David Wolkowsky, a visionary developer and preservationist who helped remodel Key West, Fla., from a roistering former Navy city right into a bohemian haven and a vacationer vacation spot, died there on Sunday. He was 98.
His demise, at Decrease Keys Medical Heart in Key West, was confirmed by the photographer Timothy Greenfield-Sanders, a nephew.
Mr. Wolkowsky was recognized domestically as “Mr. Key West” for his position as a catalyst within the island’s revival. In recasting it as not solely a trip haven but additionally an artists’ colony, he befriended literary figures like Ernest Hemingway, Gore Vidal and Judy Blume bamboo-topped two-bedroom trailer to Truman Capote, who wrote his unfinished remaining novel, “Unanswered Prayers,” there.
Jimmy Buffett obtained a few of his first gigs taking part in for drinks within the Chart Room bar at Mr. Wolkowsky’s waterfront Pier Home lodge, the place he additionally featured the reggae star Bob Marley.
By 1993, Islands journal credited Mr. Wolkowsky, a local of the island, with “almost single-handedly converting Key West into America’s most distinctive tropical resort.”
He purchased and restored the island’s unique cigar manufacturing unit and the Cuban ferry docks subsequent to Mallory Sq.; helped rescue Captain Tony’s and Sloppy Joe’s, saloons of Hemingway fame; revitalized the previous outlets alongside Pirate’s Alley; and remodeled the steamship workplace into Tony’s Fish Market.
Mr. Wolkowsky’s purpose was to “preserve the past by making it work for the present at a profit,” he advised The Miami Herald in 1969.
He employed the architect Yiannis B. Antoniadis to design waterfront lodging round Tony’s restaurant, which he named the Pier Home in 1968 and which Renee d’Harnoncourt, a former director of the Museum of Fashionable Artwork, described because the “most unusual motel design in America.”
In 1974, Mr. Wolkowsky purchased Ballast Key, an uninhabited 24-acre outcropping eight miles off Key West, for $160,000 and there constructed the southernmost non-public dwelling within the contiguous (kind of) United States.
In August, the Monroe County Fee voted to rename the island David Wolkowsky Key after he died.
David William Wolkowsky was born on Aug. 25, 1919, a grandson of Jewish immigrants from Russia who had moved from New York to Jacksonville, Fla., after which to Key West, the southernmost Florida key, within the late 1880s. There they opened a males’s clothes retailer on bustling Duval Avenue.
His father, Isaac, ran the household retailer. His mom, Freda (Yubas) Wolkowsky, was a homemaker. When David was four and the native financial system was failing, the household moved to Miami, the place he grew up.
His closest fast survivor is his sister, Ruth Greenfield.
Mr. Wolkowsky was on a pre-med observe on the College of Pennsylvania in Philadelphia when he grew to become fascinated about structure and determined in opposition to drugs as a profession.
“I wasn’t cut out to be a doctor; I was cut out to see a doctor,” he advised Michael Adno in an article, “This Man Is an Island,” printed this 12 months in The Bitter Southerner, a digital e-newsletter.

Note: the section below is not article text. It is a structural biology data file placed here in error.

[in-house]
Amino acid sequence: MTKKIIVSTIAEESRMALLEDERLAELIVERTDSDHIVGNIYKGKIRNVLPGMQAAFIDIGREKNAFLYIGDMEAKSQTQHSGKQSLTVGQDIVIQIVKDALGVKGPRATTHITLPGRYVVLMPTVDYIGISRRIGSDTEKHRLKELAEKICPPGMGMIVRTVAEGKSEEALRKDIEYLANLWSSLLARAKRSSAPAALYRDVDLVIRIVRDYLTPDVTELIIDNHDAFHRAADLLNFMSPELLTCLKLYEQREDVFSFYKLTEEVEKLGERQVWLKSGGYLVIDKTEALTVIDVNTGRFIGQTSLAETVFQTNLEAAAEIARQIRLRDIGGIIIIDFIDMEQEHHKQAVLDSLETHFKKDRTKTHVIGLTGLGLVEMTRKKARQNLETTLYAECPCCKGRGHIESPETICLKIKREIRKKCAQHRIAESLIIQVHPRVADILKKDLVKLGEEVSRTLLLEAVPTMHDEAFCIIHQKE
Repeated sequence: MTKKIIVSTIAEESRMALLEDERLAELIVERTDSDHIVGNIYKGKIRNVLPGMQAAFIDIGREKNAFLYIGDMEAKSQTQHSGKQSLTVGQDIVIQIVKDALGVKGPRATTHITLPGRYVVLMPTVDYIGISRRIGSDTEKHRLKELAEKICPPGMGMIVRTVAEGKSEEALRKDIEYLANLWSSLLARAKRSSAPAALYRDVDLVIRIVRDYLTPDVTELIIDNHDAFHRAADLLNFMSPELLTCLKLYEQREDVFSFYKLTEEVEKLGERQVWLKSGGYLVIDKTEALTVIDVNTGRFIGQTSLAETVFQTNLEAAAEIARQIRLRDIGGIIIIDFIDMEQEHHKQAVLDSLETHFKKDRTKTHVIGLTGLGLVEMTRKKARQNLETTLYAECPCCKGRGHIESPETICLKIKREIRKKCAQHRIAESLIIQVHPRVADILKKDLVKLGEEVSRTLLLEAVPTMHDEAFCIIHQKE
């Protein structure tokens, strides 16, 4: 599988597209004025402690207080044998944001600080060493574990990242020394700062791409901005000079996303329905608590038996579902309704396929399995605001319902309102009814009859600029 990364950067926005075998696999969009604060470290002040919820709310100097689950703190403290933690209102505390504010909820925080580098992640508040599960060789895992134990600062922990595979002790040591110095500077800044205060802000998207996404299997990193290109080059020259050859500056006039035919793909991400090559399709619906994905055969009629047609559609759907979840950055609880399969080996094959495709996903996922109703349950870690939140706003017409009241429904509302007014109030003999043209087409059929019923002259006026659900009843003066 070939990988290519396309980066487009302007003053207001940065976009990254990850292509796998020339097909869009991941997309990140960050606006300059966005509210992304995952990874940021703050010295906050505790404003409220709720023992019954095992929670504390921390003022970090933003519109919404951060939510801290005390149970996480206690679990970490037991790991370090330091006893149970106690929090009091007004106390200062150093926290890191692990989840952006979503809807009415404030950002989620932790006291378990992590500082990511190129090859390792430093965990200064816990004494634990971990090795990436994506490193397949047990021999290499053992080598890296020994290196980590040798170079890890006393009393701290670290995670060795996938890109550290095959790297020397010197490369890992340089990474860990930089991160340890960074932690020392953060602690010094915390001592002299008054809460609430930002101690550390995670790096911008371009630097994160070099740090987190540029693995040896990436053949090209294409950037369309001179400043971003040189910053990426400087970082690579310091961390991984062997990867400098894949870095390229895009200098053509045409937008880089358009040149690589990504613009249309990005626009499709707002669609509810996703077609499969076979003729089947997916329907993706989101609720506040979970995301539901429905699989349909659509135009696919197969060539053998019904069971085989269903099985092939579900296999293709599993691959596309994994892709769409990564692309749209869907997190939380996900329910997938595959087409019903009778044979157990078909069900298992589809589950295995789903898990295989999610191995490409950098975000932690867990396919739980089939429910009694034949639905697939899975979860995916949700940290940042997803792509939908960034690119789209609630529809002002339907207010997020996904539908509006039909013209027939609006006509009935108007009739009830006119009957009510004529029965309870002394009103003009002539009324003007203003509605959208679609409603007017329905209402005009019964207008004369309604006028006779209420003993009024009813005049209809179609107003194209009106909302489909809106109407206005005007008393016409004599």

After graduating in 1943, Mr. Wolkowsky served within the service provider marine; moved to New York, the place he had a $25-a-week job as a flooring walker on the Lord & Taylor division retailer (“I wasn’t very good at my job,” he recalled); after which returned to Philadelphia. There he started a modest restoration enterprise below the title of David Williams. His initiatives close to Society Hill and Rittenhouse Sq. in Heart Metropolis received accolades from City & Nation journal in 1955.
After inheriting property in Key West’s Previous City when his father died in 1962, Mr. Wolkowsky harbored visions of a lifetime of leisure. However he was solely in his 40s and failed miserably at retirement.
“I couldn’t bear to sit around and collect baseball cards,” he advised The Herald in 2012. “If you’re not involved and enjoying what’s around you, you might as well get back in the book, like a leaf, and close it.”
The place others noticed an economically depressed and hurricane-ravaged six-square-mile island with subpar seashores strung with barbed wire to protect in opposition to invading Communists from Cuba, Mr. Wolkowsky envisioned one thing completely completely different: the renaissance of a group.
The keys to unlocking its potential had been its tropical climate, Hemingway mystique, charming structure and kooky locals, who assembled each day at nightfall to salute the sundown.
Mr. Wolkowsky would software round city in certainly one of his flashy vehicles, together with a cream-colored Excalibur; serve friends turkey scorching canines and chips; and observe the adage that giving is best than receiving. (At his party in August, he introduced a number of dozen girls with black pearl necklaces.)
“I was lucky to have an uncle with a world-class wit, a private island and a 1926 Rolls-Royce, on which I learned to drive,” his nephew Mr. Greenfield-Sanders stated by e mail. “The other side of him gave annually to local teachers and was the greatest visionary that Key West will ever know.”
For a time Mr. Wolkowsky lived atop the previous Kress Constructing on Duval Avenue, above the Margaritaville cafe, the place he stated he felt safer than he ever had as a result of he had rented the higher flooring to the Key West Parole Board. Nonetheless, somebody stole a prized possession: handwritten drafts of “Unfinished Prayers” that Capote had rejected and given to him in lieu of hire.
One other souvenir survived: his portrait, drawn by the playwright Tennessee Williams, who had moved to Key West. Scrawled throughout it, in French, is an inscription suggesting Mr. Wolkowsky’s standing as a visionary. Williams wrote, “The unknown: It’s the eyes.”